As they meet in Prague on Nov. 21 and 22, NATO nations have a full agenda. They will likely induct seven new East European members, try to figure out ways to meet the terrorist threat, and cajole one another to modernize their armed forces. All well and good. But perhaps the No. 1 item should be: Why are we here?
A dozen years after the fall of the Berlin Wall, NATO has no clear reason for being anymore. On paper, it is the world's most formidable collection of armies--with nearly 4 million soldiers including the new members--yet it displays a curious reluctance to fight. Having let the U.S. handle the serious combat in the Balkans and Afghanistan, NATO is groping for a new way to justify its existence.
German Foreign Minister Joschka Fischer argues NATO should be a "community of values." But it's not a given that NATO members are sailing by the same moral compass. Europeans reject the death penalty, fret about the treatment of Al Qaeda prisoners, and regard U.S. President George W. Bush as dangerously warmongering. They are wary of globalization and the onslaught of U.S. culture to the point where some commentators veer into sympathy for terrorists. Even German Chancellor Gerhard Schr?der, who once promised unconditional solidarity in the war against terror, flirted with anti-Americanism during the recent election campaign.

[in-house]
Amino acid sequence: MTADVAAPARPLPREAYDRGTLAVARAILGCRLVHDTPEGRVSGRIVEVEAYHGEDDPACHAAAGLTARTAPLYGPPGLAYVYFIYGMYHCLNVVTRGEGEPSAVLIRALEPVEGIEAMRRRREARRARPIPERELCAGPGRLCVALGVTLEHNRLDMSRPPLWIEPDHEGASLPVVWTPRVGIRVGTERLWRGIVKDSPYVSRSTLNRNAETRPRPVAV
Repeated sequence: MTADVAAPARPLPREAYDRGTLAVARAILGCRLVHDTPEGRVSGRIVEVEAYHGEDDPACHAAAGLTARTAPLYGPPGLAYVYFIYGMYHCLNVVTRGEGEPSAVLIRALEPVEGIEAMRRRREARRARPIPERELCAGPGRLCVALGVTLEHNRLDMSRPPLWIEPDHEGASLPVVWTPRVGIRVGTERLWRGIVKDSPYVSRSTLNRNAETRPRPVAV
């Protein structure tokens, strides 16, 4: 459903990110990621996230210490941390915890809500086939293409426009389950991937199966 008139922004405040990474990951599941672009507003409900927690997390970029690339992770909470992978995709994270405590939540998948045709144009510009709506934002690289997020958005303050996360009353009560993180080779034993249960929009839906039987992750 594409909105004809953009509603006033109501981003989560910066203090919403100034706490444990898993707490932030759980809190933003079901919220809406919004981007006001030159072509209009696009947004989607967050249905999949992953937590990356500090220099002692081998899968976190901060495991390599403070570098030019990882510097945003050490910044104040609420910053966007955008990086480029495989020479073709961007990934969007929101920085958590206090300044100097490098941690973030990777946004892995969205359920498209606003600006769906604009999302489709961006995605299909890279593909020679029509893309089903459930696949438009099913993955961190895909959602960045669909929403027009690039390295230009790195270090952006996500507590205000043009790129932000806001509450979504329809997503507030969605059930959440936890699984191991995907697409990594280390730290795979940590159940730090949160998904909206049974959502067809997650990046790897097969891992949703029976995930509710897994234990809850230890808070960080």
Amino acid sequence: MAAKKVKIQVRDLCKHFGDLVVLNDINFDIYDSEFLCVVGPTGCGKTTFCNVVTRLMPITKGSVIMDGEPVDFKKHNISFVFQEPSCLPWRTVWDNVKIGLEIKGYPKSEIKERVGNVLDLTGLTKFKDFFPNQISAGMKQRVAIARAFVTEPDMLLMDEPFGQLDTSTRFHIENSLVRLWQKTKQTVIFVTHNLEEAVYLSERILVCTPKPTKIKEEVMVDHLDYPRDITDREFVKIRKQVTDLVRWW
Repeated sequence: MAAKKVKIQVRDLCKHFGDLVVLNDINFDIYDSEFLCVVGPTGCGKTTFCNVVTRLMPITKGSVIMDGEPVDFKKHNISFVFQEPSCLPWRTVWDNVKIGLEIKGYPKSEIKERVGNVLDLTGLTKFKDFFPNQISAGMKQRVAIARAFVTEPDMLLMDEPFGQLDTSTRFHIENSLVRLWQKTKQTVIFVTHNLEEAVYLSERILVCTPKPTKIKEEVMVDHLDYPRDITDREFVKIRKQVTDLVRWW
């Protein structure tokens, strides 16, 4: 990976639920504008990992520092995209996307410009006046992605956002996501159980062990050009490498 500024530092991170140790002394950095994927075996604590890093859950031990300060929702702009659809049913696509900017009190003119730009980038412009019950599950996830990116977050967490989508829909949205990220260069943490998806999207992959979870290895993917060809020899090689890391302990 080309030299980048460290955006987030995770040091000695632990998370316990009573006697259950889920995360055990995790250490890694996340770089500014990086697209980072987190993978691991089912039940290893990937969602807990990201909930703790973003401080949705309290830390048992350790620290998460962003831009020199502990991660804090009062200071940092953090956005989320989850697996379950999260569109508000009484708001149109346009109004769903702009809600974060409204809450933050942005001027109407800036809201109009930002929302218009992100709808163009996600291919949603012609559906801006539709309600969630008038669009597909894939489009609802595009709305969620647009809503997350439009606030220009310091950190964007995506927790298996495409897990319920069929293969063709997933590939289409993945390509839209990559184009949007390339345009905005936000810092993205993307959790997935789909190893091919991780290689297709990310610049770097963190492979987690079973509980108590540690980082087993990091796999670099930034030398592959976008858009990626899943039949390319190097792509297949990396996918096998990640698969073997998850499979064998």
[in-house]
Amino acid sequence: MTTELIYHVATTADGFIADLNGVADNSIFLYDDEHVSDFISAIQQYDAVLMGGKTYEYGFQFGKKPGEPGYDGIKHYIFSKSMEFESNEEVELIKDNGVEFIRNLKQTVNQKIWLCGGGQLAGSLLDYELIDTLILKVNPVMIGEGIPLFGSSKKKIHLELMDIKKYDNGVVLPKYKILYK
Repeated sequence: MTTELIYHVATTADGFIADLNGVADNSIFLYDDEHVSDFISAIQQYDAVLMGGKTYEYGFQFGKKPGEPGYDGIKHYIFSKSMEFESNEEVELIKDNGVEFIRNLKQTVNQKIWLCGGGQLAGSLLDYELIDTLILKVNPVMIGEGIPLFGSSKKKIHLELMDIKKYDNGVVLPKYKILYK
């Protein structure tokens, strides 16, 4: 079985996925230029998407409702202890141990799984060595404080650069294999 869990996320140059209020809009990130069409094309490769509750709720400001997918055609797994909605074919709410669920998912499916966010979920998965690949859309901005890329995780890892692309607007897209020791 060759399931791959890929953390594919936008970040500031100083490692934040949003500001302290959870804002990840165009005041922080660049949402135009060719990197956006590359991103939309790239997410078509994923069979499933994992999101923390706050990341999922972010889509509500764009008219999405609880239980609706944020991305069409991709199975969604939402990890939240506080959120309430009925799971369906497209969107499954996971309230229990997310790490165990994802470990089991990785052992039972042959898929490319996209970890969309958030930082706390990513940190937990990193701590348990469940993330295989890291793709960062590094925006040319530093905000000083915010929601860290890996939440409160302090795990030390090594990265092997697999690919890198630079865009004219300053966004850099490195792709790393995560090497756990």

NATO is primarily a fighting force, and is better off sticking to clear military objectives. What should they be? So far NATO has been effective at peacekeeping in the Balkans, and that should continue. But NATO can do more than just mop up after the U.S. NATO needs to broaden its definition of a common threat while establishing the means to take quick action. The so-called Defence Capabilities Initiative, which calls for better air transport and other means to support troops far from home, is a good blueprint. For it to work, members, especially Germany, must spend more and spend smarter. That may mean scaling back weapons systems such as the eurofighter. And better armies are meaningless without a decision-making structure to allow quick deployment.
The war on terror should be the crucible for reform. Up to now, the U.S. has been happy to take the lead against bad guys like Saddam Hussein and Osama bin Laden. Allied contributions, Britain aside, have been mostly symbolic. But the day may come when the U.S. needs help, just as it would have needed help to repel the Soviet Bloc. Will NATO be there? Only if its members recognize that the threat now is just as real as it was then. Whatever their differences, all NATO members are fundamentally committed to democracy. That means they must also be committed to defending it.